With the number of portrait photographers proclaiming that they only shoot in natural light perplexingly on the rise, one begs to question why someone wouldn’t want to have full control over how they lit their portrait subjects. This is something that photographer Craig Beckta addressed in his latest video, where he shares the seven reasons why he believes flash is better for portraits than natural light.

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Natural Light vs Off Camera Flash for Outdoor Portrait Photography

Learn how to work with both natural lighting and off camera flash outdoors in this quick portrait photography tutorial.

Spotted a picture-perfect location for some portrait photography projects and practice? Working with natural light isn’t your only option to get some impressive shots. In this quick video, find out what you can achieve with both natural light and off camera flash, and decide which look you want.

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Using A Reflector For Natural Light Boudoir Photography

Featured Image Is A Screen Grab From The Video Featured In This Post. All Credit To Jen Rozenbaum and Westcott.

If you have not heard; reflectors are a natural light photographers best friend. These handy discs help photographers bounce light, filling in the shadows on a subject in a pleasing way. Natural light photography is incredibly popular in the boudoir niche, and today we have a great video showing how to use a reflector to make the most out of the window light available. Continue reading…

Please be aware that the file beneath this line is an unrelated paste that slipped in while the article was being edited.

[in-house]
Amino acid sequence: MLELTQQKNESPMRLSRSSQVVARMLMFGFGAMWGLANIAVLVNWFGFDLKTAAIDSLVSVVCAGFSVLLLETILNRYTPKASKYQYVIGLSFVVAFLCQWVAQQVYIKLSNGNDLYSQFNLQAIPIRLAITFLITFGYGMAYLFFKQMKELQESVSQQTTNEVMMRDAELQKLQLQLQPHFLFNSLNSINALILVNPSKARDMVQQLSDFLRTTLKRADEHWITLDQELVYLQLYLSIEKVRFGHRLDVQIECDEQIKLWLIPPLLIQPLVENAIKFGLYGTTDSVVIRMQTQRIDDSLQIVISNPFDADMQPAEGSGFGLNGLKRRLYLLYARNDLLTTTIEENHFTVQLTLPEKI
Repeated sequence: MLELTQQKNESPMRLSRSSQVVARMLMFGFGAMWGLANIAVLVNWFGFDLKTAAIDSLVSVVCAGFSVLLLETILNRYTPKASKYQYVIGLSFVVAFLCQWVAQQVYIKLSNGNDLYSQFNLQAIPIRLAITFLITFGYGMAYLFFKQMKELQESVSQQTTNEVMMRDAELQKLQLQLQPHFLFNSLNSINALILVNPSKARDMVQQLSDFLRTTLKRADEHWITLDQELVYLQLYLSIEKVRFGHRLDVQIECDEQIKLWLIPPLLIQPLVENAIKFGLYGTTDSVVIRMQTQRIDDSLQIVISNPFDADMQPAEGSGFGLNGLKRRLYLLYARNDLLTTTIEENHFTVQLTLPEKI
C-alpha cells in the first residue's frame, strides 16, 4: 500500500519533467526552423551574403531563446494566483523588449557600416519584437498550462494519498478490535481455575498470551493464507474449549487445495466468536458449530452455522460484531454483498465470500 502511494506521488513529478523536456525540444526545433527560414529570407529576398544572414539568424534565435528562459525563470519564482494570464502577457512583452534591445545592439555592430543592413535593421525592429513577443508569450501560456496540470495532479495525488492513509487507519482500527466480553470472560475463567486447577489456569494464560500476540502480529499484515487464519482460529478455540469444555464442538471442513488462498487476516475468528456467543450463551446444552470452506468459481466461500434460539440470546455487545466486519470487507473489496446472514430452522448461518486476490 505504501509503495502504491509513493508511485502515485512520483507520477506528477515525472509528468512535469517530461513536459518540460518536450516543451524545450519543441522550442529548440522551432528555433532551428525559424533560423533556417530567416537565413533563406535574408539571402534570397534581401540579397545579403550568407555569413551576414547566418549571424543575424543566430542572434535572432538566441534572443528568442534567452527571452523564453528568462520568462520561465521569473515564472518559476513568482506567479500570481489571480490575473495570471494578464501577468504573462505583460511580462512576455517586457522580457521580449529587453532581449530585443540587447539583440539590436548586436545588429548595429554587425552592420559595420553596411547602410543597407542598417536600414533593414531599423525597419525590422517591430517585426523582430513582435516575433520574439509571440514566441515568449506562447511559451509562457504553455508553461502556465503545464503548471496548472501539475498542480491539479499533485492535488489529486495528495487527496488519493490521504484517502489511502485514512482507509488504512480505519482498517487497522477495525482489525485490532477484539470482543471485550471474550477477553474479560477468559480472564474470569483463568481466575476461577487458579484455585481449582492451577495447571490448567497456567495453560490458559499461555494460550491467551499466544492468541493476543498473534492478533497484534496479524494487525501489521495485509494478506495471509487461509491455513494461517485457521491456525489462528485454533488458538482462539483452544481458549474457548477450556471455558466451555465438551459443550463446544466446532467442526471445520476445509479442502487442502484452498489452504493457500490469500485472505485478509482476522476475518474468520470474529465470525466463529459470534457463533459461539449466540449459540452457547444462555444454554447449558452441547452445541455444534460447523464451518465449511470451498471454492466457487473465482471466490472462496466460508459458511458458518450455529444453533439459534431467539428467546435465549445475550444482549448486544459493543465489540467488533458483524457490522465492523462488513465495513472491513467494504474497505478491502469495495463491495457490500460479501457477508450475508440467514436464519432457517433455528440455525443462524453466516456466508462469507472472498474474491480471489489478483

Using a 50mm Lens for Natural Light Boudoir Photography

Screenshots taken from the video.

As societal taboos ebb and flow, Boudoir Photography has been on the rise, becoming a more common and accepted niche of photography than it ever has been. Many of you have likely seen boudoir work by photographers you follow and have maybe been thinking about getting into it a little yourself. If so, this post is for you as we share some great points for utilizing natural light and a 50mm lens to create some fun boudoir imagery. Continue reading…

Useful Photography Tip #157: Natural Light Portraiture in the Shade